One of the most rewarding benefits of having a globalized world is our ability to travel and connect with other cultures.

In recent decades, the number of opportunities to explore and grow outside of our cultural norms has increased exponentially as we form connections with worlds outside of our own. Have you ever wanted to see the Coliseum in Rome while earning class credits? You can do that. Have you ever wanted to see the Great Wall of China while also earning class credits? You can most certainly do that, too.

RIT has made strides in forming meaningful relationships abroad. By opening campuses in Dubai and Croatia, students have the opportunity to explore completely different cultures while also receiving crass credit. Recently, RIT has forged a bond with Jiatong University, a prominent university in Beijing, China, opening up a vast array of opportunities for students.

RIT has set very broad goals for global outreach, particularly in Southeast Asia.

“We want to partner with national universities that are consistent with who we are as a university,” said James Myers, Associate Provost of International Education and Global Programs at RIT. “Really, once that was outlined, we got a partner.”

John Tu, Associate Dean and Professor at Saunders College of Business, was largely responsible for the partnership. Tu’s timing was convenient, as Jiatong University had been searching for a university to partner with as well.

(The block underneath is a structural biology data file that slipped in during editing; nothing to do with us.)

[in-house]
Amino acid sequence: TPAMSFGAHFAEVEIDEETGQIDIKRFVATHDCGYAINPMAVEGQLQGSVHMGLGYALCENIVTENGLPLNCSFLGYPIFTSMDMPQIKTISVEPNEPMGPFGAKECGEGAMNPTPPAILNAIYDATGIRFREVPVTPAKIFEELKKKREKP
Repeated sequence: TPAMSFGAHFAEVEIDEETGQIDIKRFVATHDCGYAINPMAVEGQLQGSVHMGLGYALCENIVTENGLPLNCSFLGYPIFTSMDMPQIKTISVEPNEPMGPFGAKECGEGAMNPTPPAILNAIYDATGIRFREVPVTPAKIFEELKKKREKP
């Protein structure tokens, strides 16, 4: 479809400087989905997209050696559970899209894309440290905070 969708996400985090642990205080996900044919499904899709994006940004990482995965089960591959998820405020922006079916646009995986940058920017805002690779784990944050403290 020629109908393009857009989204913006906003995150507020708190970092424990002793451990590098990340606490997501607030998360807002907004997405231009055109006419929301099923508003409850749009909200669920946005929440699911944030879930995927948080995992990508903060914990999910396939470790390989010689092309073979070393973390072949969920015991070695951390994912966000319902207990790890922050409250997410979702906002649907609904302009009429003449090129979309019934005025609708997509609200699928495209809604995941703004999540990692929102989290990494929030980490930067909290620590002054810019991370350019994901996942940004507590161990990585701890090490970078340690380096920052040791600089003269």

“In terms of profile and offerings, it’s very compatible with RIT,” Tu said.

Shortly after Jiatong and RIT started communicating, both universities offered a 2+2 program where students take two years at each university, as well as a 4+1 program. This allows students to obtain degrees from both universities. Tu says they’ve seen 30 students so far. Currently, the program is limited largely to business disciplines, but they are expecting to expand into other areas of study..

“We’re certainly looking to expand based on our successful collaboration so far," Tu said. “To me, this is the perfect example of a comprehensive international partnership.”

Not only does the program involve transfer of students, but also a transfer of faculty. This will help both institutions’ faculty develop new skills and gain an additional cultural perspective.

“It just has everything,” Myers said. “We have made a commitment to Asia in general, and each country will require its own approach. These are very exciting places for us."

In the Master’s program, both universities will offer a percentage of instruction. Myers notes that Chinese institutions are switching to different methods of pedagogy as they are trying to tune projects to be more case based, which falls in line with RIT’s instruction style. Although the partnership is still in its infancy, Myers and Tu express their enthusiasm and optimism for the project, hoping it will bloom into a stronger relationship abroad.

In the future, Myers and Tu both want to have students working abroad as well. The combination of both learning and working abroad will give students what Myers and Tu call “meaningful cultural experiences.” Both Myers and Tu support student involvement in the process, and encourage all students to get involved while exposing themselves to amazing cultural experiences.